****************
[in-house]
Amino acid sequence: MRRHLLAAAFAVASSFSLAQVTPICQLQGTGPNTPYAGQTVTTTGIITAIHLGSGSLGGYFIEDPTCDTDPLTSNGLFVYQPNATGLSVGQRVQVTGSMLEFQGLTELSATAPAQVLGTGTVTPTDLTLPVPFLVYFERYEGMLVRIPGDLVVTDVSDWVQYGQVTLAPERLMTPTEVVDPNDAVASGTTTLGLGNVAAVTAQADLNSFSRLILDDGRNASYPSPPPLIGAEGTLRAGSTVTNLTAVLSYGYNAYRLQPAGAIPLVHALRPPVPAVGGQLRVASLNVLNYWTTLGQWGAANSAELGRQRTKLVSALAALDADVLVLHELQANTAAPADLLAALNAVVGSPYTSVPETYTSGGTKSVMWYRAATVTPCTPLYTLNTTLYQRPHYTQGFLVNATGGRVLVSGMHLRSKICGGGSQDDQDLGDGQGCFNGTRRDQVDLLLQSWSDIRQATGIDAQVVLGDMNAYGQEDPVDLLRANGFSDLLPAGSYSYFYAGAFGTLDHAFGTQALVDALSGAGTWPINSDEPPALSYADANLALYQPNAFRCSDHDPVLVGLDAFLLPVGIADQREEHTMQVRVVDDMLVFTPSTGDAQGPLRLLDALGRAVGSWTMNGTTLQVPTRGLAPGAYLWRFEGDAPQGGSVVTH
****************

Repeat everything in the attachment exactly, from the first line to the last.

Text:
[in-house]
Amino acid sequence: MRRHLLAAAFAVASSFSLAQVTPICQLQGTGPNTPYAGQTVTTTGIITAIHLGSGSLGGYFIEDPTCDTDPLTSNGLFVYQPNATGLSVGQRVQVTGSMLEFQGLTELSATAPAQVLGTGTVTPTDLTLPVPFLVYFERYEGMLVRIPGDLVVTDVSDWVQYGQVTLAPERLMTPTEVVDPNDAVASGTTTLGLGNVAAVTAQADLNSFSRLILDDGRNASYPSPPPLIGAEGTLRAGSTVTNLTAVLSYGYNAYRLQPAGAIPLVHALRPPVPAVGGQLRVASLNVLNYWTTLGQWGAANSAELGRQRTKLVSALAALDADVLVLHELQANTAAPADLLAALNAVVGSPYTSVPETYTSGGTKSVMWYRAATVTPCTPLYTLNTTLYQRPHYTQGFLVNATGGRVLVSGMHLRSKICGGGSQDDQDLGDGQGCFNGTRRDQVDLLLQSWSDIRQATGIDAQVVLGDMNAYGQEDPVDLLRANGFSDLLPAGSYSYFYAGAFGTLDHAFGTQALVDALSGAGTWPINSDEPPALSYADANLALYQPNAFRCSDHDPVLVGLDAFLLPVGIADQREEHTMQVRVVDDMLVFTPSTGDAQGPLRLLDALGRAVGSWTMNGTTLQVPTRGLAPGAYLWRFEGDAPQGGSVVTH